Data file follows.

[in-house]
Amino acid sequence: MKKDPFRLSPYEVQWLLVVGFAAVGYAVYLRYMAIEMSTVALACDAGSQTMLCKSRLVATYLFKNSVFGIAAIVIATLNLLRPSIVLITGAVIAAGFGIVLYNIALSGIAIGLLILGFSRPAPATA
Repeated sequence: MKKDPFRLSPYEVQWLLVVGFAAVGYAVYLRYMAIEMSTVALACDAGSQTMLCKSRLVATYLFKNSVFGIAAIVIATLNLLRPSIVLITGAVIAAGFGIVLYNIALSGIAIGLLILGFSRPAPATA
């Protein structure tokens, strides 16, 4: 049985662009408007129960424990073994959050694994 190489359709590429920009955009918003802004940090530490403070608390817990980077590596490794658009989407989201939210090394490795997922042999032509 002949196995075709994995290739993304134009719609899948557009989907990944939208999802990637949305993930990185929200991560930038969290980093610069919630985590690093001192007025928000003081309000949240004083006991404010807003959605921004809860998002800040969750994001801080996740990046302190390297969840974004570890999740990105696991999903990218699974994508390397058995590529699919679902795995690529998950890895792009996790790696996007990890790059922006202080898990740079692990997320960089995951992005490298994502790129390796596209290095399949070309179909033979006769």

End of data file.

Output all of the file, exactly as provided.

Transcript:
[in-house]
Amino acid sequence: MKKDPFRLSPYEVQWLLVVGFAAVGYAVYLRYMAIEMSTVALACDAGSQTMLCKSRLVATYLFKNSVFGIAAIVIATLNLLRPSIVLITGAVIAAGFGIVLYNIALSGIAIGLLILGFSRPAPATA
Repeated sequence: MKKDPFRLSPYEVQWLLVVGFAAVGYAVYLRYMAIEMSTVALACDAGSQTMLCKSRLVATYLFKNSVFGIAAIVIATLNLLRPSIVLITGAVIAAGFGIVLYNIALSGIAIGLLILGFSRPAPATA
């Protein structure tokens, strides 16, 4: 049985662009408007129960424990073994959050694994 190489359709590429920009955009918003802004940090530490403070608390817990980077590596490794658009989407989201939210090394490795997922042999032509 002949196995075709994995290739993304134009719609899948557009989907990944939208999802990637949305993930990185929200991560930038969290980093610069919630985590690093001192007025928000003081309000949240004083006991404010807003959605921004809860998002800040969750994001801080996740990046302190390297969840974004570890999740990105696991999903990218699974994508390397058995590529699919679902795995690529998950890895792009996790790696996007990890790059922006202080898990740079692990997320960089995951992005490298994502790129390796596209290095399949070309179909033979006769």